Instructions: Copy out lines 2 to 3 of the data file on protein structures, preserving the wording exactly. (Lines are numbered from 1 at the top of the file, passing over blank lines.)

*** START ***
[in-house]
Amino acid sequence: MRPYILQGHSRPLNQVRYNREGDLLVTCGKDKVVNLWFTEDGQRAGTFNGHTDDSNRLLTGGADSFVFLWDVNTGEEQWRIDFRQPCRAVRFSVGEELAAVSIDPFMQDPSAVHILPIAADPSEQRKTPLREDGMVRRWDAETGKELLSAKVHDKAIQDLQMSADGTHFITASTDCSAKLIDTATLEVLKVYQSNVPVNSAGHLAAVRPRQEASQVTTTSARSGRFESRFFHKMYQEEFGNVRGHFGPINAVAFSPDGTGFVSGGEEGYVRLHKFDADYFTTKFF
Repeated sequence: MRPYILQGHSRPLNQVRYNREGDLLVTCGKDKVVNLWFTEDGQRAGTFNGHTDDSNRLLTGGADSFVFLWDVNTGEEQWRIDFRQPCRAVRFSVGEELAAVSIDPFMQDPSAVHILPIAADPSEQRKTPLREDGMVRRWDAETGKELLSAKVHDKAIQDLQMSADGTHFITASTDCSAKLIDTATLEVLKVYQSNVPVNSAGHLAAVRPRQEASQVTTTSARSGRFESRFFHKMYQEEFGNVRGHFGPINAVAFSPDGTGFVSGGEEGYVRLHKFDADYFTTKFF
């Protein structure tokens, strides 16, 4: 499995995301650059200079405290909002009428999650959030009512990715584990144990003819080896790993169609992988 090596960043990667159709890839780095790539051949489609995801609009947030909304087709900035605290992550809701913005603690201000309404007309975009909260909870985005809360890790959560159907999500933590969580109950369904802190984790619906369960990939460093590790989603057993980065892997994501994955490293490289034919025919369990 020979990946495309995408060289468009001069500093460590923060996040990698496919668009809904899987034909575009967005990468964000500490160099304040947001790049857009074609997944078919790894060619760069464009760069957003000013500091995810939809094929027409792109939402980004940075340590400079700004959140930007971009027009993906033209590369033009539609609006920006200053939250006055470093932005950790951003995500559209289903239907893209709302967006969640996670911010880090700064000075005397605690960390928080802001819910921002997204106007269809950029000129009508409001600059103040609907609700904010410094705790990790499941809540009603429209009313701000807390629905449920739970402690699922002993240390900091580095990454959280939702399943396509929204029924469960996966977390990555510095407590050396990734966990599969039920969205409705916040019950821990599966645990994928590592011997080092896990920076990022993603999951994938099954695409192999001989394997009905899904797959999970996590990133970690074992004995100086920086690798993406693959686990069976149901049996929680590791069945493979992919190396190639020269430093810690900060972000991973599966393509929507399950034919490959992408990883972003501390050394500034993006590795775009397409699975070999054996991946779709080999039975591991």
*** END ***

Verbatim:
Amino acid sequence: MRPYILQGHSRPLNQVRYNREGDLLVTCGKDKVVNLWFTEDGQRAGTFNGHTDDSNRLLTGGADSFVFLWDVNTGEEQWRIDFRQPCRAVRFSVGEELAAVSIDPFMQDPSAVHILPIAADPSEQRKTPLREDGMVRRWDAETGKELLSAKVHDKAIQDLQMSADGTHFITASTDCSAKLIDTATLEVLKVYQSNVPVNSAGHLAAVRPRQEASQVTTTSARSGRFESRFFHKMYQEEFGNVRGHFGPINAVAFSPDGTGFVSGGEEGYVRLHKFDADYFTTKFF
Repeated sequence: MRPYILQGHSRPLNQVRYNREGDLLVTCGKDKVVNLWFTEDGQRAGTFNGHTDDSNRLLTGGADSFVFLWDVNTGEEQWRIDFRQPCRAVRFSVGEELAAVSIDPFMQDPSAVHILPIAADPSEQRKTPLREDGMVRRWDAETGKELLSAKVHDKAIQDLQMSADGTHFITASTDCSAKLIDTATLEVLKVYQSNVPVNSAGHLAAVRPRQEASQVTTTSARSGRFESRFFHKMYQEEFGNVRGHFGPINAVAFSPDGTGFVSGGEEGYVRLHKFDADYFTTKFF